(review by Leticia Lara, originally appeared at Fantastica Ficcion)
Some days ago I found myself with ten euros to spend in an online bookstore and I thought to buy some of the books that I’d have liked to read but never did buy it for whatever reason. The book I purchased was Ekaterina Sedia’s The secret history of Moscow.
I really like mythology but I know close to nothing about Russian folklore, so for me it was a new field to explore.
Sedia tells us a story about a series of mysterious, impossible disappearances (there are no witnesses, no ways out, it’s like they have just vanished) that joins the life of Galina, a young woman with schizophrenia who is looking for her sister, Yakov, the policeman helping her and Fyodor, a street performer who seems to know how to go to strange places.
We will get to know the backstory of all three of them, but in my opinion, the best part of the book are the short stories that are told by the people they find in their way, in a very one-thousand-and-one-nights way. Here I find one of the flaws of the novel, the plot is somehow weak, the side-stories are way more interesting.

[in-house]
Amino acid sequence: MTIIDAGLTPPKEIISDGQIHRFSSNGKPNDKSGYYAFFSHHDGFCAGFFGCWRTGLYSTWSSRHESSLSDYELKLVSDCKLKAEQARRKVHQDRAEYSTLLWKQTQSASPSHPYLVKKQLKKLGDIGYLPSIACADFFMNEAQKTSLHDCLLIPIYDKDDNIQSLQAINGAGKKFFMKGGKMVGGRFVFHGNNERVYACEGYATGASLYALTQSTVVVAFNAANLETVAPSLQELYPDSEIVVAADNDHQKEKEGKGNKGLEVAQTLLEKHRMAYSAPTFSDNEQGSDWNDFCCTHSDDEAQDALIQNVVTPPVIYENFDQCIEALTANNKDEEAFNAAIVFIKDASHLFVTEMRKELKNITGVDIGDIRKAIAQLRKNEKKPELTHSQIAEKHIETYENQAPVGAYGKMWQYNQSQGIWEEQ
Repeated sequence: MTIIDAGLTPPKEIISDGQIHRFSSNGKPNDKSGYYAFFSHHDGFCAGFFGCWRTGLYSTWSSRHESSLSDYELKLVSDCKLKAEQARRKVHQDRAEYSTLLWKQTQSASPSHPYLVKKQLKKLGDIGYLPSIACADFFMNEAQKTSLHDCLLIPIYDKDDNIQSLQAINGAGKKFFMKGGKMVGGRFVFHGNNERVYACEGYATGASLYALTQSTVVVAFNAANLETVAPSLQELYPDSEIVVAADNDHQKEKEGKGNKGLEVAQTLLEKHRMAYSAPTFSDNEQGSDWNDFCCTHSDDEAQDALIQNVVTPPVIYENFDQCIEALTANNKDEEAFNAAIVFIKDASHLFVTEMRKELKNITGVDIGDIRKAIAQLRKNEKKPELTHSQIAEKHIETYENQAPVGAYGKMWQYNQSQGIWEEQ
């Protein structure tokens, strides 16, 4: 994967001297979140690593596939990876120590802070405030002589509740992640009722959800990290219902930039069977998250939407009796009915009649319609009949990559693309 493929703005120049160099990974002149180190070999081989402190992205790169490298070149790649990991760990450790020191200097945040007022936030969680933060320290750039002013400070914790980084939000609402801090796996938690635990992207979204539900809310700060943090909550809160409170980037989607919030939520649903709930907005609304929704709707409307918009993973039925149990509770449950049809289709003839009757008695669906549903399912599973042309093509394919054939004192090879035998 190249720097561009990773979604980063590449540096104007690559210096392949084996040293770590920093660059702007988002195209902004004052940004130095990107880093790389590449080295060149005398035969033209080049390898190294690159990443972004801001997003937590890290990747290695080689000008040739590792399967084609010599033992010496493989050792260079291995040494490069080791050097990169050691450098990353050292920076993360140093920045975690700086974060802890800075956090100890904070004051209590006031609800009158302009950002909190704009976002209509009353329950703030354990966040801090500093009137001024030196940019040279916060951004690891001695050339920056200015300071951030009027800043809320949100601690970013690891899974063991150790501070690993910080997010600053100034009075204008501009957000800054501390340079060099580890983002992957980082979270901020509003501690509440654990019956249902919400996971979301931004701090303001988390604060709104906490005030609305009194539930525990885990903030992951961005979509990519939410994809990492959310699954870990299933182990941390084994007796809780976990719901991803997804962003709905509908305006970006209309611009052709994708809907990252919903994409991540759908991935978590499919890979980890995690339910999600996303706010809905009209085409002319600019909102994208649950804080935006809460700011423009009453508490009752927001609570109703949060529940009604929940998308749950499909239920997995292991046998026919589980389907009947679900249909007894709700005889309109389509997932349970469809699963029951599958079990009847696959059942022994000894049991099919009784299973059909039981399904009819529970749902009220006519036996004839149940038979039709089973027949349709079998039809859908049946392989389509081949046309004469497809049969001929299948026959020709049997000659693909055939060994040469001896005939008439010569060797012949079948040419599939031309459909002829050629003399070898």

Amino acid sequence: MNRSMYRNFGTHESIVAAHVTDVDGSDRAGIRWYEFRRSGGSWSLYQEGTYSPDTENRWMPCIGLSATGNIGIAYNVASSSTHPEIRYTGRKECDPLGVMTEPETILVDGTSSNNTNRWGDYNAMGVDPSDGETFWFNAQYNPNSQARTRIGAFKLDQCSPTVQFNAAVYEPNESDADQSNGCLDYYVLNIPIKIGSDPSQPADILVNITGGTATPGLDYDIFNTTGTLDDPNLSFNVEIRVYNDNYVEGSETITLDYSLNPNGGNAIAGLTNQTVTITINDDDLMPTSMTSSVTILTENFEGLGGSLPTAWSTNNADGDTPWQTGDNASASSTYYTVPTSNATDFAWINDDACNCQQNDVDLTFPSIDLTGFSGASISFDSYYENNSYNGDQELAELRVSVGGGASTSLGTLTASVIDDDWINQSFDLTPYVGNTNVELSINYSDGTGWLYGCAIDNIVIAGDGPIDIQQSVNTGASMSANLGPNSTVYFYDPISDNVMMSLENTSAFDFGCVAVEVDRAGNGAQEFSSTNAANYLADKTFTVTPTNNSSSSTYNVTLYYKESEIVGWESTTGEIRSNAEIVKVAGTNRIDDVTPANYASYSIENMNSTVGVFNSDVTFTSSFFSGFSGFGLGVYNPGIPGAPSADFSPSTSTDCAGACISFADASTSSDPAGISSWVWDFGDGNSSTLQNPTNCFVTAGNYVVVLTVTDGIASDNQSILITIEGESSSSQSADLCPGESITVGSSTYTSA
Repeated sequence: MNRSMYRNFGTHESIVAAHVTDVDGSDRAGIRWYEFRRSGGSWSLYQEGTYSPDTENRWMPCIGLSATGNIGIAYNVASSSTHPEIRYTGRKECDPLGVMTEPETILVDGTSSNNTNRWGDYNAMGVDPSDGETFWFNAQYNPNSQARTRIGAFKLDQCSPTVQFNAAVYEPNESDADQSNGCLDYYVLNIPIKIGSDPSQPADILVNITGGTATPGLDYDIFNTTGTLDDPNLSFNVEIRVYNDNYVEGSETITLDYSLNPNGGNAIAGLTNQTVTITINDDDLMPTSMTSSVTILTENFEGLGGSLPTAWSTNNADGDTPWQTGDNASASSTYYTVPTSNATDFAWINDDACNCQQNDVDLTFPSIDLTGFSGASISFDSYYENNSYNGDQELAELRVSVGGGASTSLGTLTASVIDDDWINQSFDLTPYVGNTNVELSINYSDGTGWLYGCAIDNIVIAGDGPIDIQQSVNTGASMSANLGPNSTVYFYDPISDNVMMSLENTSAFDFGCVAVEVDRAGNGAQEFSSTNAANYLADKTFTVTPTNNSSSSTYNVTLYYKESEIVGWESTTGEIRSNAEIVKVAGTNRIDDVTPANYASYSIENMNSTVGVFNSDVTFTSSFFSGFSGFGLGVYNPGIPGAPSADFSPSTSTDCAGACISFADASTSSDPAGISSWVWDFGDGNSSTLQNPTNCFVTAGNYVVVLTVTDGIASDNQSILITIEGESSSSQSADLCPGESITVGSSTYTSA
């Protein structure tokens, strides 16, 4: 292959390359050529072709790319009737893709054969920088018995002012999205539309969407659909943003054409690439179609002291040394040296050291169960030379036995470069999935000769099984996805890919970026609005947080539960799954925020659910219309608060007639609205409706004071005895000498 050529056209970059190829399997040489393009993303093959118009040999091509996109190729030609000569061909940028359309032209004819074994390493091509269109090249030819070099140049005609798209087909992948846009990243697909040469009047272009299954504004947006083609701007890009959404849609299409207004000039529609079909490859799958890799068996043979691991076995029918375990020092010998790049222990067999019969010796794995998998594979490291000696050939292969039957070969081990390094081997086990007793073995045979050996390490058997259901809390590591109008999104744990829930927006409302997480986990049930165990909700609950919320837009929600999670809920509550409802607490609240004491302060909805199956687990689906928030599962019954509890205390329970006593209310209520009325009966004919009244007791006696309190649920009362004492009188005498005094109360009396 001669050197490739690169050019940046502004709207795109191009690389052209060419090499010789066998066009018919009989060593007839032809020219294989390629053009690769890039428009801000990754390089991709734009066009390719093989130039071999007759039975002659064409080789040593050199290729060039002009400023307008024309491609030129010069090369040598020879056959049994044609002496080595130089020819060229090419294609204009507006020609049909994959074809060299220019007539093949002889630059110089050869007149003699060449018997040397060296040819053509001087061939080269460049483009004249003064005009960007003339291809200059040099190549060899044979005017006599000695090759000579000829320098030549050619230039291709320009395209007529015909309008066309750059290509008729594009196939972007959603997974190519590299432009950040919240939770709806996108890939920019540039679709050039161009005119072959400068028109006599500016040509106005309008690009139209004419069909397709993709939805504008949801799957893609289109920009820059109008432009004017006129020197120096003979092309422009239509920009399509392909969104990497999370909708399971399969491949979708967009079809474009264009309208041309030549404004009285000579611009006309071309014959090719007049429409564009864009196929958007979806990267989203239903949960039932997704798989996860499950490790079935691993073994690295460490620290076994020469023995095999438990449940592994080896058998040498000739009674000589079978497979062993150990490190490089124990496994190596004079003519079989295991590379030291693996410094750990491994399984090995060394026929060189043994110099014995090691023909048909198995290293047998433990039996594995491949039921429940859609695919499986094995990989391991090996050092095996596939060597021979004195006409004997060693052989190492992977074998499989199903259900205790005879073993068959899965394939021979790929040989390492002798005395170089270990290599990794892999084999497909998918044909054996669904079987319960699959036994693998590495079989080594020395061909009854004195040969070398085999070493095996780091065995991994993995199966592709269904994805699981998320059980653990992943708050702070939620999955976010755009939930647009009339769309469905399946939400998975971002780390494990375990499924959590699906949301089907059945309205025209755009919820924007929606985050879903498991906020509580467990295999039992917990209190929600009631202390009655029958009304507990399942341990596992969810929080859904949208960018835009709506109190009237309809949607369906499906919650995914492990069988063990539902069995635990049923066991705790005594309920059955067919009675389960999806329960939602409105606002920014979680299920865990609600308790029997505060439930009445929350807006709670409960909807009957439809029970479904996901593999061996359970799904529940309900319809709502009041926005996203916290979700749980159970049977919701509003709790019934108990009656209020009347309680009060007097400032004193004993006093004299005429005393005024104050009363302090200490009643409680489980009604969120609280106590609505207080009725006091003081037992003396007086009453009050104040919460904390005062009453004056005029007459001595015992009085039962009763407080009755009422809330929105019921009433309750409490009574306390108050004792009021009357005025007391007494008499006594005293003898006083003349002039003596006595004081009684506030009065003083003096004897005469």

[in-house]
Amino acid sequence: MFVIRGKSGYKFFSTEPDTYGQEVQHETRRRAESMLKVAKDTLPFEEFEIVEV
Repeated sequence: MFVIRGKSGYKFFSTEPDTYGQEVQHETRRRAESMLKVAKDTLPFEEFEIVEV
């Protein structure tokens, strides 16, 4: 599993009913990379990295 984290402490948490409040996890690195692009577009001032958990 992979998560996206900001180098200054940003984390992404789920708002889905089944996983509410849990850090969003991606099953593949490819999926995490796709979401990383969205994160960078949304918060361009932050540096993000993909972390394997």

In their journey through the underworld, we get to know a cast of characters from every time and social class, such as Timur, a Golden Horde Mongol warrior, Elena the Decemberist wife or Koschey the Deathless, so we can see some aspects of the mythological history of Russia. You may have to use Wikipedia to understand everything (something that I really like) but you’ll get to see a series of wonderful images of Russia, although always through a militaristic point of view (is there any country whose history is not written in blood?)
Sedia also describes in a dispassionately and sad way the actual life in the country, where thieves and mafia are everywhere, where communism heroes are destroyed and alcoholism seems the only way out. This description is shocking and there seems to be no hope. The end of the book, that can be read as hopeful or irremediable, made me finish the reading with mixed feelings.